The City of Delta is ready to adopt a ban on the possession, distribution and sale of shark fins, and it will also lobby the provincial and federal government to enact legislation for the same purpose. (Kendra Luckow photo)

Delta to ban shark fin products

The bylaw comes after several false starts and a year of lobbying by a local shark advocate

A city-wide ban on shark fin products has passed third reading at city council and is up for adoption, although it has no teeth without federal and provincial legislation.

The current ban had been in the works since last year and, should it be finally adopted, would prohibit the possession, trade, sale and distribution of shark fin products, “with the exception of possession for bona fide educational research purposes.” Those found breaking the bylaw could be fined up to $1,500.

Shark fins are used in traditional medicines and to make a popular Chinese soup, and acquiring them involves catching a live shark and cutting off all its fins. The animal is then thrown back into the water where it either bleeds to death or suffocates without the forward propulsion needed to fill its gills with oxygen-rich water.

“A bylaw prohibiting shark fin in Delta could be used in Delta’s continued lobbying efforts to show senior levels of government that this issue is important at a local level,” according to a report by city staff. The report also said that similar initiatives are in effect in other Metro Vancouver cities.

Coun. Lois Jackson noted at council on Feb. 11 that in 2013, city council decided to send letters to Ottawa and Victoria asking senior governments to enact legislation to ban the distribution, sale, possession and importation of shark fin products. She said the ban never happened, and suggested an amendment to the bylaws to send letters once again.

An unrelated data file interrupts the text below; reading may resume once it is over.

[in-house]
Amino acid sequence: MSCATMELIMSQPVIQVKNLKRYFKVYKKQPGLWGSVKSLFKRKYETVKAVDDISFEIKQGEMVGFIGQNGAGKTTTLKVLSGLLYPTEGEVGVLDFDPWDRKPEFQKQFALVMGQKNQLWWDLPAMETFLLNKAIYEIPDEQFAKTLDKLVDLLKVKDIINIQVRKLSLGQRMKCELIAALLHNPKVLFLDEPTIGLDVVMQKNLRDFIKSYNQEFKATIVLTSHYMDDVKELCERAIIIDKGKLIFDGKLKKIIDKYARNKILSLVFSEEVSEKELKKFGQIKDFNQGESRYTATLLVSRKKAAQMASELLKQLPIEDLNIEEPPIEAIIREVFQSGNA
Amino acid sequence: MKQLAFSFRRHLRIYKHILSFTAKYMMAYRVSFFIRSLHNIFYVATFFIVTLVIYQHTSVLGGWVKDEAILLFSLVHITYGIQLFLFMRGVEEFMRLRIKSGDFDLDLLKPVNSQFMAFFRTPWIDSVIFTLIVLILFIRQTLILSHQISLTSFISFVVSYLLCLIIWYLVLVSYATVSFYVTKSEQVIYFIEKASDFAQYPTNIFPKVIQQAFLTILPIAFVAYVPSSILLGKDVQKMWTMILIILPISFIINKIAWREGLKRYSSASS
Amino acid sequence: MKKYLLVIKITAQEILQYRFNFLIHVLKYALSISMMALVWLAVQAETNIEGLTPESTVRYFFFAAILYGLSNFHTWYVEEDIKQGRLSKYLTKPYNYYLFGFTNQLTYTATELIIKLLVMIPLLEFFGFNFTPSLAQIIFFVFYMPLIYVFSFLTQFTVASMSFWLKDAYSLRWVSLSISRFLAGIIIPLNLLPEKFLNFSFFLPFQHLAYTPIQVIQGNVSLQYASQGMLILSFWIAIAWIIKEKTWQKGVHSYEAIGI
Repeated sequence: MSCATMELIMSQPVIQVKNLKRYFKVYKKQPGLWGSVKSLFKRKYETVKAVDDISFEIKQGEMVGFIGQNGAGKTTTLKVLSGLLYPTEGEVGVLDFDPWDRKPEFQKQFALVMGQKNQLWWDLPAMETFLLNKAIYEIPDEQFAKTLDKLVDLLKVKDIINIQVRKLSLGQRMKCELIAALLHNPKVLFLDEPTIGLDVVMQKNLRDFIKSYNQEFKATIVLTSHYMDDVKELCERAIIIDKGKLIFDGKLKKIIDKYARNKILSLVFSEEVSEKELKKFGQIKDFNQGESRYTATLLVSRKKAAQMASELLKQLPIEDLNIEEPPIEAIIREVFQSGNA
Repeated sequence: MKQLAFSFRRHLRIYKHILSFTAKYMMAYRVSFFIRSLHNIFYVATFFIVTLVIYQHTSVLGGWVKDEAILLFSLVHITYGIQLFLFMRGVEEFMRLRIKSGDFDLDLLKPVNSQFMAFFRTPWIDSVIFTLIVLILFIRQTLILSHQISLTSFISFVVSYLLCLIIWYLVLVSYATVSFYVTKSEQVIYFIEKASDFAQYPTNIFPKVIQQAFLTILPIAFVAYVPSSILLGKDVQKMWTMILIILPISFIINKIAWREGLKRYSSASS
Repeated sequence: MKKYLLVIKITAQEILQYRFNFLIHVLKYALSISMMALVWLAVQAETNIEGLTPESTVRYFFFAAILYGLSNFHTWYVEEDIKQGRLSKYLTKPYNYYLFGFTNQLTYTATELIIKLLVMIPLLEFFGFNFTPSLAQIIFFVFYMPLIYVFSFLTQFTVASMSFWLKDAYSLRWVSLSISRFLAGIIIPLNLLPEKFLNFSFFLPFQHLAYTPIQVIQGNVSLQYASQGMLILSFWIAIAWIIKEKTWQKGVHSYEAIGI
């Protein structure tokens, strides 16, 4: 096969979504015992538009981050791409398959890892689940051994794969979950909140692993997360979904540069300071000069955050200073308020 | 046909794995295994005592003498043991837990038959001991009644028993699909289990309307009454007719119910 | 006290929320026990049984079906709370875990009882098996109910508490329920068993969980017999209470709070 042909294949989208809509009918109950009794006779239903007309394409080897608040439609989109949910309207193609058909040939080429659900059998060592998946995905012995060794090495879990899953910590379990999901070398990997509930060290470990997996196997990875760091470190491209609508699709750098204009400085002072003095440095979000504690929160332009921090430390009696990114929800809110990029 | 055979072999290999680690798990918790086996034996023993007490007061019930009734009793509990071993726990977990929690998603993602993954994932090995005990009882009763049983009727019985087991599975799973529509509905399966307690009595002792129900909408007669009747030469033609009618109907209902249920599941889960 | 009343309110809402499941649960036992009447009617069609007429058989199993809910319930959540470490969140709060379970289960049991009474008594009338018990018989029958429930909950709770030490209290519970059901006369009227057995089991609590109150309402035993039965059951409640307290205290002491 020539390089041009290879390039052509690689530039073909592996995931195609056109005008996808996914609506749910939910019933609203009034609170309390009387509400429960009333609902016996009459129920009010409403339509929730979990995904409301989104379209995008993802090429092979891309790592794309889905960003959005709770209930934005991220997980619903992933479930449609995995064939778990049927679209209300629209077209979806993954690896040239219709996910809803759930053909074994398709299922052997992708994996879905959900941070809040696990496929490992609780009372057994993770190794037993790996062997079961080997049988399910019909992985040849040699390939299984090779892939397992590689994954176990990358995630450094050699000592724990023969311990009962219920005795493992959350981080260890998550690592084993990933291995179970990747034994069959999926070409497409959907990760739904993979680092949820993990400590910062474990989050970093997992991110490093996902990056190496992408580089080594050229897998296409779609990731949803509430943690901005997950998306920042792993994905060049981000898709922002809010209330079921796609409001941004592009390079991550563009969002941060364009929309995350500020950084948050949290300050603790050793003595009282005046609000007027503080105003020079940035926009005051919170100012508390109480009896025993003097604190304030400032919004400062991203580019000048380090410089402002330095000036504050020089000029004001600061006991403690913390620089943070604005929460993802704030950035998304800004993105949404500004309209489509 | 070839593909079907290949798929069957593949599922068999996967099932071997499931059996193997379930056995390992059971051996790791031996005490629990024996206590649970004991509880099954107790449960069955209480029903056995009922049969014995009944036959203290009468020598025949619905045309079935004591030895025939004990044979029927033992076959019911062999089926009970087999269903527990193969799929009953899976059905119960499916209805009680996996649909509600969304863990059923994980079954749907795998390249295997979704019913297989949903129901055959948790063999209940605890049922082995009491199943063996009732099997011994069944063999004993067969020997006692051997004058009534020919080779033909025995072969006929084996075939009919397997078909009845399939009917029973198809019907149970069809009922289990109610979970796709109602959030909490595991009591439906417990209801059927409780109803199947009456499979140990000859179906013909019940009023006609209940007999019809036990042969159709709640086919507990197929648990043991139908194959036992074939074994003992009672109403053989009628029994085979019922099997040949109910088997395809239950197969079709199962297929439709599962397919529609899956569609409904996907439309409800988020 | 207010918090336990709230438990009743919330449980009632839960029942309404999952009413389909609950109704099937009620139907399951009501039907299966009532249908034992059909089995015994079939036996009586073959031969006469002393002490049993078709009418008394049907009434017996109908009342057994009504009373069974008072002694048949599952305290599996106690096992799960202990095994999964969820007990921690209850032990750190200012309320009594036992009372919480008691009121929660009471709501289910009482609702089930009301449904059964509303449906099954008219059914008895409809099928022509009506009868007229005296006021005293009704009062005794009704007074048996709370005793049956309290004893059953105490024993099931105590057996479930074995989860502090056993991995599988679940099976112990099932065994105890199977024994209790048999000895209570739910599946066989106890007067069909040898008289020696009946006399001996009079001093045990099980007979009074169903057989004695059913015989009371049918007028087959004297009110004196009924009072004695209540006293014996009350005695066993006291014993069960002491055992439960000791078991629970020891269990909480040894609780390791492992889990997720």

Kendra Luckow, who lobbied council about a ban in April 2018, said she was thrilled to see the bylaws adopted. She is aware that the bylaw can only be symbolic without explicit legislation at federal and provincial levels, which is why she is engaging the Department of Fisheries and Oceans and British Columbia’s Ministry of Agriculture, as well.

Senate bill S-238, which is an act to ban shark fin imports and exports, passed third reading last October and is awaiting debate in the House of Commons.

“I know there’s still final adoption [at city council], but to see it go this far, I’m really happy,” Luckow told the Reporter. “Throughout the year, I have been sending letters and been in contact with people both provincially and federally, trying to get support and show that needs to be done.”

So far, her correspondence with Ottawa has been passed along to staff, but she has not received any information regarding the timeline of the bill banning shark fin products in the House of Commons. She hopes recent media awareness about shark fin hunting will aid in her efforts.

“I think with movies like Sharkwater [Extinction] and all these things coming out now, it’s just starting to get people’s attention. So hopefully, something comes of that, too,” she said.



sasha.lakic@northdeltareporter.com

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